Hurricane Matthew is GONE, but the cleanup has only just begun. Chances are, that your garden does not look anything like it did before the storm. Due to the extreme winds, it’s going to take a long time to completely recover the damages done. So how does one recover from the damage of hurricane winds?
We know that many of our customers are dealing with major storm debris, broken tree limbs, leaf debris and fallen trees, and we want you to know that your landscaping concerns are our top priority. We are committed to getting your landscaping back on track speedily.
To help your garden recover from wind damage and how to deal with the cleanup, we have some smart, safe storm recovery tips for you.
Regardless of how minor you think the damage is, take snapshots for possible insurance purposes. If the damage is considerable, be sure to contact your insurance company to see what benefits may be available.
With high winds and heavy rains come downed trees, one of the most dangerous and damaging outcomes of a powerful storm. If you find you'll need to remove a tree, call us to do any major removal; taking down trees is a scary job that can cause terrible injury if not done right. We can also assess the damage and determine whether a tree is to be saved or removed. Smaller ornamental trees and foundation plantings may just need some cleanup to broken branches.
Clean up any debris that might have blown around shrubs. If they were damaged, you will need to do some “mandatory” pruning. Most plants are resilient and will be no worse for wear come summer.
If windows have blown out or shattered, board them up until a repair can be made. If it is a small, a single pane or two of glass, you may be able to re- glaze it yourself.
Those on the peripheries of a terrible storm may not have had downed trees or flooded basements, but they're likely to have found themselves with a building and yard covered in leaves and twigs. Now is the time to break out the leaf blowers.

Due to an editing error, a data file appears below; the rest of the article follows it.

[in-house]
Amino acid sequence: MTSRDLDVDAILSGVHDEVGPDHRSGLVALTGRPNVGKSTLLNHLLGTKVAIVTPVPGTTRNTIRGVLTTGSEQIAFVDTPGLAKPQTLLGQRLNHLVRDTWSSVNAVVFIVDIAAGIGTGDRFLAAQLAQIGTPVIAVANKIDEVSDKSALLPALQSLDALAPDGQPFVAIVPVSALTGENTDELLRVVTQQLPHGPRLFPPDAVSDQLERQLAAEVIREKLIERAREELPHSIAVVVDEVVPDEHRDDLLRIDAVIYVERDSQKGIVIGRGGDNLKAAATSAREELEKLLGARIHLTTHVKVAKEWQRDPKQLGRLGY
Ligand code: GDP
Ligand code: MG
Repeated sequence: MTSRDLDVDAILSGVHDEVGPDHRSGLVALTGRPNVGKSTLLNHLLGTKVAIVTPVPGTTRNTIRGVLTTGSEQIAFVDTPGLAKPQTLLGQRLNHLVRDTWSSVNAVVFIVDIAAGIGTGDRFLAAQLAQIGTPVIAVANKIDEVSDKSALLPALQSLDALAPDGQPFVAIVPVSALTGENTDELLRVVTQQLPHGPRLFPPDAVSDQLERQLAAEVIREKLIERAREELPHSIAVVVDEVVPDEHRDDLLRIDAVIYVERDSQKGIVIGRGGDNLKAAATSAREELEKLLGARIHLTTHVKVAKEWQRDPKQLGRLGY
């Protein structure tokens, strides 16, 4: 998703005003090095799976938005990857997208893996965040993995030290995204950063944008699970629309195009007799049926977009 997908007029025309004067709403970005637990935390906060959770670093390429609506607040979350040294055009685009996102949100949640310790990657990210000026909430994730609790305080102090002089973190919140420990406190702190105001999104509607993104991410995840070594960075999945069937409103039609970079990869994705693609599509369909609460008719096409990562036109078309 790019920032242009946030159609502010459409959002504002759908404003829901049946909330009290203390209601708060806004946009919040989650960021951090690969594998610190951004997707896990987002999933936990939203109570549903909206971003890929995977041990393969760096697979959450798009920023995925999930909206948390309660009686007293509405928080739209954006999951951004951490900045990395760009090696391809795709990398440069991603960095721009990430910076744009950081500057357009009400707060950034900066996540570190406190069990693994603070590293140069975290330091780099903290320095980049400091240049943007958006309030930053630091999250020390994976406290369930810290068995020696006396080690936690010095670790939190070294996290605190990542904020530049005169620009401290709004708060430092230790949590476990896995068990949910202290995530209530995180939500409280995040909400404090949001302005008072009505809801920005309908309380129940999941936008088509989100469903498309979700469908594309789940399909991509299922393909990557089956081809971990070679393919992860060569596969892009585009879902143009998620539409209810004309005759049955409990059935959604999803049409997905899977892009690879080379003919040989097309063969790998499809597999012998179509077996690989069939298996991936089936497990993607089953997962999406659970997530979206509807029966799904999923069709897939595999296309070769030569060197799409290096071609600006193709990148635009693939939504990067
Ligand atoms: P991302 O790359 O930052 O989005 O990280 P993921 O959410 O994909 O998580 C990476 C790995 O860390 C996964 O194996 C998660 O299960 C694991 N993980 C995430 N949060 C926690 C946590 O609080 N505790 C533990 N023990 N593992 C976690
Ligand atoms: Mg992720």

After dealing with major damage, (such as fallen trees) move on to removing snapped branches, bent or damaged growth and broken leaves. Also, clear away any build up of mud and debris that is clinging to the trunk or basis of plants/trees. This will help reduce the risk of secondary infection from high mud levels and dead plant materials. If plant residue is left on or leaning against other plants, it will usually begin to rot and in doing so, it will cause other plants to rot as well.
Remember to go slowly. When trying to prune and clear away a wind damaged garden, do the least pruning necessary at first. Over time, your garden will let you know what needs to be removed and what can stay. This can happen within a week after the storm passes. New shoots will form, new buds will develop, and these are essential keys to tell you how a plant is responding to storm damage.
While storm damage is never pleasant it can open up new areas in the garden, allowing for change as well as providing fertile compost for a renewal of beauty as the garden recovers. Try to look for a silver lining as you clean up, maybe a new view, richer soil, or a chance to take your garden to the next level. It can be a new and exciting experience.
Lastly, our thoughts and prayers are with all of those impacted by Hurricane Matthew – please stay safe. The Duval Landscape team is here to help your garden recover from Hurricane Matthew.